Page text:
I have often been called a "Cassandra" by my critics. They don't mean the term as a compliment. In the popular mind, the mythical prophetess was a predictor of doom and gloom, meaning that by hurling that term at me, my critics are accusing me of unwarranted alarmism.
But Cassandra's pessimism was only part of the story: Cassandra predicted catastrophe. But her curse was that she was right—but nobody believed her. So yes, I plead guilty to being a Cassandra!
Case in point: Each year the Center for Bioethics and Culture asks me to issue predictions for the next year's developments in bioethics. What I foresaw hurt my eyes and my heart, but a prophet must be honest.
My primary prediction involved the ultimate success of the Affordable Care Act, aka Obamacare. The landmark law faced two mortal threats to its existence as last year began. First, the United States Supreme Court would rule on its constitutionality. Second, if the Senate turned Republican and President Obama lost his bid for reelection, the new government would almost surely repeal the ACA, or at the very least, substantially replace most of its offensive provisions.
But "Wesleyandra" saw through the mists of time and foresaw that the quest was futile. I noted that the conflict was actually between "law"—e.g., "the government does not have the constitutional authority to force Americans to buy anything"—and policy—unless all are required to buy insurance, people "will wait until they are sick before purchasing insurance, which would collapse the system." When rule of law conflicts with what the ruling class considers proper policy, the rule of law tends to lose. Here's what I wrote about the then pending Supreme Court ruling:
The Supreme Court has vastly expanded the power of the federal government since the 1930s. In so doing, the justices have often based their decisions as much on policy as on law—and then fashioned legal justifications to back up their decisions (which, in turn, become springboards for further federal expansion). Some call this phenomenon "judicial legislation," but we won't get into that here. Moreover, the justices generally come from what is sometimes called the "ruling class,"—people who graduated Yale, Harvard, Princeton, etc.--people who have faith in "experts" and technocratic solutions to societal problems. The rulings of the Court on controversial social and political issues often reflect the views of this subset of Americans more than that of the general population (not that the opinions of either should be relevant). While polls generally show a majority of Americans opposing Obamacare, the ruling class tends to support it.
I then predicted: "With the above in mind, I believe the majority of the Supreme Court will rule that Obamacare's purposes are laudable, that universal coverage is equitable and necessary for the country's future, and that since the mandate is a necessary element of making the new law work, it is constitutional. That may sound like bootstrapping, but there it is."
And so it came to pass. Justice John Roberts wrote an utterly incoherent ruling upholding the law. Why do I say "incoherent?"
Having predicted that the Supreme Court would find a way to disregard the unconstitutionality of Obamacare—although even I couldn't have predicted that the same law would be both a tax and not a tax—I next predicted that the election would "not have sufficient electoral success to repeal the law legislatively in 2013:" An understatement, wouldn't you agree?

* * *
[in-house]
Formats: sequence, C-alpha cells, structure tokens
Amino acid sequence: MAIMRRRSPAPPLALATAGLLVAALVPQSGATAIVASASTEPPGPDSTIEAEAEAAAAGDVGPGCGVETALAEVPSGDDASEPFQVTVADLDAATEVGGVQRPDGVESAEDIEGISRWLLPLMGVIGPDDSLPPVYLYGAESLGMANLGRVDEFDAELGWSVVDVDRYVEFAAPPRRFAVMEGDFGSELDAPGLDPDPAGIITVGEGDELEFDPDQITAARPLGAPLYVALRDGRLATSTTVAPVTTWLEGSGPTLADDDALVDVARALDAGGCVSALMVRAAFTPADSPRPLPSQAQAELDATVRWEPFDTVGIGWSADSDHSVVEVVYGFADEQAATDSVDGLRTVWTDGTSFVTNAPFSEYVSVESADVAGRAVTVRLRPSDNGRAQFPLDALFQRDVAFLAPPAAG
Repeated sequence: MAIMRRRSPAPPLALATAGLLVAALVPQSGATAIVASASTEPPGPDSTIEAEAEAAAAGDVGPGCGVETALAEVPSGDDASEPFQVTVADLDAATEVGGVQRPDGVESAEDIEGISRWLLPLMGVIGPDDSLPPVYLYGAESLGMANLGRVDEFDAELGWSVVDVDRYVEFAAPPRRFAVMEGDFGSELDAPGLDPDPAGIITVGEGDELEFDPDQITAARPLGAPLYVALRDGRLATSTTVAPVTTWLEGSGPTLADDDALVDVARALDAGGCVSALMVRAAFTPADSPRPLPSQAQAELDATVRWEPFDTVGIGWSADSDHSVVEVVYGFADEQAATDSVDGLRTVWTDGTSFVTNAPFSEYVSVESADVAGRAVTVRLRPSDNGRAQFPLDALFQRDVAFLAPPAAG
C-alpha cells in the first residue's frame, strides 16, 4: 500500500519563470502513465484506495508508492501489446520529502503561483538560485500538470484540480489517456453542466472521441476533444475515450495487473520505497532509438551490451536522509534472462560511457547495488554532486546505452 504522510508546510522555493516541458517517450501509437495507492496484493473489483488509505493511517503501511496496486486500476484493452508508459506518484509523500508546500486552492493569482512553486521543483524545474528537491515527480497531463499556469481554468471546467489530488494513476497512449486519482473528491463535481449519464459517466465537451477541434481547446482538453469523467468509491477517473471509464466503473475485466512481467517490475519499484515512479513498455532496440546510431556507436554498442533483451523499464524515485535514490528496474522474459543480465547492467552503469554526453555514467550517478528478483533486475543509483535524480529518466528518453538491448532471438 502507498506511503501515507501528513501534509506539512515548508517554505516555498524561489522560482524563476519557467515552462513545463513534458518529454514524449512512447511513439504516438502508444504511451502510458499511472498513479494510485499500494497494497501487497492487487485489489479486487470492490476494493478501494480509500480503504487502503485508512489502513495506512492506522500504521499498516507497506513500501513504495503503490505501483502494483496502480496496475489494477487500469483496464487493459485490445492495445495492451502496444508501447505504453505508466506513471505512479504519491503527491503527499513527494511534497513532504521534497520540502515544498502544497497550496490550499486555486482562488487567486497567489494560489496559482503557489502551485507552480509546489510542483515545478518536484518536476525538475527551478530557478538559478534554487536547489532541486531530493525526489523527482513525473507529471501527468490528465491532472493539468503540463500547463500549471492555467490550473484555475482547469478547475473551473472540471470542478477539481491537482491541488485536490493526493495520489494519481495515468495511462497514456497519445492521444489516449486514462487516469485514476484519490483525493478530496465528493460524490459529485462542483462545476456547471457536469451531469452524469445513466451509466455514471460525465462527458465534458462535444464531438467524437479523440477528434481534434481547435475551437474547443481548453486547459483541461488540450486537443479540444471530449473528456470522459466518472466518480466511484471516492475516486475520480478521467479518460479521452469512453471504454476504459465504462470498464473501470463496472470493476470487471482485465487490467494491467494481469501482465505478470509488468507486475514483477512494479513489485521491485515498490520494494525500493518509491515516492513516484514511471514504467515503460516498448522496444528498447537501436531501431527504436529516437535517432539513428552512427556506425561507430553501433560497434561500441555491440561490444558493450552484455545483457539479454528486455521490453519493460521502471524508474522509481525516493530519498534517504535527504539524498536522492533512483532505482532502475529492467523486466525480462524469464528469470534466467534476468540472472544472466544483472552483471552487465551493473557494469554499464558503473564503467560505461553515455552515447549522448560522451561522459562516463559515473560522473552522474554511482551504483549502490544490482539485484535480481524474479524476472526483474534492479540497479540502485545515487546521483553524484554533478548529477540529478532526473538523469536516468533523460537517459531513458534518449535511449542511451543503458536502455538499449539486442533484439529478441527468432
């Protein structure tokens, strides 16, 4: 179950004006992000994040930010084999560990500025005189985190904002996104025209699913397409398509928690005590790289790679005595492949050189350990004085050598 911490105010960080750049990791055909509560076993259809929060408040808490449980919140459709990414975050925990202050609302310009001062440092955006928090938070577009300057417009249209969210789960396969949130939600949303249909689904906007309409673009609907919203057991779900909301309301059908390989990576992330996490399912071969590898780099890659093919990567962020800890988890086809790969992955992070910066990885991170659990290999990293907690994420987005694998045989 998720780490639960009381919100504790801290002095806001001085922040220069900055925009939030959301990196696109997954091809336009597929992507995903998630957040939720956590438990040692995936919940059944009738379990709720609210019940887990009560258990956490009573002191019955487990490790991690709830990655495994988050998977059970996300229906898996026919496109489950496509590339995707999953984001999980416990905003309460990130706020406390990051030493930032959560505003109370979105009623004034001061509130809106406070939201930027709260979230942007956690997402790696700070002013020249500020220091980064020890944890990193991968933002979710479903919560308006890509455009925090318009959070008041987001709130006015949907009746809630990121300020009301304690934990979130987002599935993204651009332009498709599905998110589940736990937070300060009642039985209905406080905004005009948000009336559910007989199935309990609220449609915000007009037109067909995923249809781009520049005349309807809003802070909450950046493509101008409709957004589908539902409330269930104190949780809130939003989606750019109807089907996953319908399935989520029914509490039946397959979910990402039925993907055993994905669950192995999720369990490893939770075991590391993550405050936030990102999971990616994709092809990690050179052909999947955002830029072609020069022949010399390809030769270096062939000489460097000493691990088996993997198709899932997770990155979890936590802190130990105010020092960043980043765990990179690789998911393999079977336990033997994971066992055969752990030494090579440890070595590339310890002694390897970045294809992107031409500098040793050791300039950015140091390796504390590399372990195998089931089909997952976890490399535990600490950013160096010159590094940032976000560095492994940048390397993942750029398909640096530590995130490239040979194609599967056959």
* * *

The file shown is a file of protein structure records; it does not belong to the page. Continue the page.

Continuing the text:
But here's the worst part: I saw the Supreme Court ruling as breaking the back of the Obamacare resistance:
With the Supreme Court legally validating Obamacare, the law will become a huge political issue in the 2012 election. But even though majorities of people oppose the law currently, this will not redound to President Obama's substantial detriment. To the contrary, people like a winner. Besides, many people today believe that what is "legal" is also "right." Thus, the Supreme Court's ruling will improve the law's popularity, or at the very least, make people resigned to an Obamacare future.
And that has happened too. Indeed, after the election, Speaker of the House John Boehner (R- OH) conceded that Obamacare "is the law of the land." As far as I can see, organized political opposition to the law has pretty much degenerated into discontented muttering.
Lest I be accused of unremitting pessimism, I did have one thing wrong, well not wrong, exactly, but as close as I usually get. Massachusetts voters were asked to legalize physician-assisted suicide on the November ballot. Here's what I predicted:
Massachusetts Voters Will Vote Yes to Legalize Assisted Suicide. (Some of my anti assisted suicide colleagues will be angry at me for this prediction, stating we must always keep a positive face. I argue that the MA initiative can be beaten, but it will require opponents to pull out every stop. Let this prediction alarm us into a maximum effort.)
Note in my defense that I said the initiative was beatable if "opponents pulled out every stop." And that's exactly what happened, resulting in a crucial defeat for assisted suicide, 51-49%. Here's why the proposal failed:
Some may be asking, "Why should I care what happens in bioethics?" As I have written widely—including here at tothesource—the field has generally abandoned the sanctity/equality of human life ethic that proclaims the equal inherent moral worth of all human beings. Indeed, believers in what I call bioethics ideology, reject the very notion that there is anything "special" per se about being a human being.
If I am right about that—and I am—it is important to see the bioethical agendas coming our way before they actually arrive so steps can be taken to thwart them. So, I will continue to play the part of Cassandra in the ultimate hope that I will one day be believed, resulting in concerted political and cultural action to prove me wrong.